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A lightly damped harmonic oscillator

  1. Jun 27, 2011 #1
    1. The problem statement, all variables and given/known data
    The logarithmic decrement δ of a lightly damped oscillator is defined to be the natural logarithm of the ratio of successive maximum displacements (in the same direction) of a free damped oscillator. That is, δ = ln(An/An+1) where An is the maximum displacement of the n-th cycle. Derive the simple relationship between δ and Q.
    Find the spring constant k and damping constant b of a damped oscillator with mass m, frequency of oscillation f and logarithmic decrement δ.
    [Data: m = 4.0 kg; f = 0.9 Hz; δ = 0.029.]
    First, the spring constant k...

    Also, the damping constant b...


    2. Relevant equations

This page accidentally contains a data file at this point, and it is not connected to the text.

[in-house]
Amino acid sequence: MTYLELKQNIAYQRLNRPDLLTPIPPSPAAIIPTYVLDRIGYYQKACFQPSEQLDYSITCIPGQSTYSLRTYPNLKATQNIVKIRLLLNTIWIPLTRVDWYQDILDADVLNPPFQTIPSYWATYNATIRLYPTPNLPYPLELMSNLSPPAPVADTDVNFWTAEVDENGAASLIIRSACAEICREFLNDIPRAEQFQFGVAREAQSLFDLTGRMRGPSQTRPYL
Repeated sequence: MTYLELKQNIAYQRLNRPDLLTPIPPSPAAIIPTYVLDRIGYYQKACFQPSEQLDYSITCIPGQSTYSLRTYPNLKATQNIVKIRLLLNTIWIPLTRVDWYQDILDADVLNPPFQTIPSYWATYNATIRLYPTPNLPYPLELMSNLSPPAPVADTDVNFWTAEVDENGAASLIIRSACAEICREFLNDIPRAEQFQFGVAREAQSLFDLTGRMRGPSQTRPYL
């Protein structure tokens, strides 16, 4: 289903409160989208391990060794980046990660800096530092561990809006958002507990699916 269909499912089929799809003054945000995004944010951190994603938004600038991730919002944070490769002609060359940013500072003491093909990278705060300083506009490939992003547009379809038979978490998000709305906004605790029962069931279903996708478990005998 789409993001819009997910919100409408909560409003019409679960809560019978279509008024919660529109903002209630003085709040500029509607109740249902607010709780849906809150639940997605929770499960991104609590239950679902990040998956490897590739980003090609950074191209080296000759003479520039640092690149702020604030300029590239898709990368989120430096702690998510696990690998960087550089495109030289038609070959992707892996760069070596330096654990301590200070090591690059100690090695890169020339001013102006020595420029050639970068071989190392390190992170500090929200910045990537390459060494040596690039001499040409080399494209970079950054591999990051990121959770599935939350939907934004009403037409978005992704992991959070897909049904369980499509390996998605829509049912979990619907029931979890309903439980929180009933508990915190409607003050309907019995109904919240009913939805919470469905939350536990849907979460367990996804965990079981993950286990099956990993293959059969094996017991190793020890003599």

[itex]\beta[/itex]=b/(2m)
    [itex]\omega[/itex]o=(k/m)1/2
    Q=[itex]\omega[/itex]o/(2[itex]\beta[/itex])


    3. The attempt at a solution

    Ok so I do not know where to start, I can solve the equation:

    d2x/dt2+2[itex]\beta[/itex]dx/dt+[itex]\omega[/itex]o2x=0

    but other than that I have no idea where to go. My best guess is that it is unnecessary to solve it because no initial conditions are given thus one would be unable to find the constant or any initial amplitude. any help is greatly appreciated.
    thanks
     
  2. jcsd
  3. Jun 28, 2011 #2
    You do need to solve the equation. Find a general solution given the parameters in the equation, and go from there. From reading the problem, I think you can assume the oscillator is underdamped.
     
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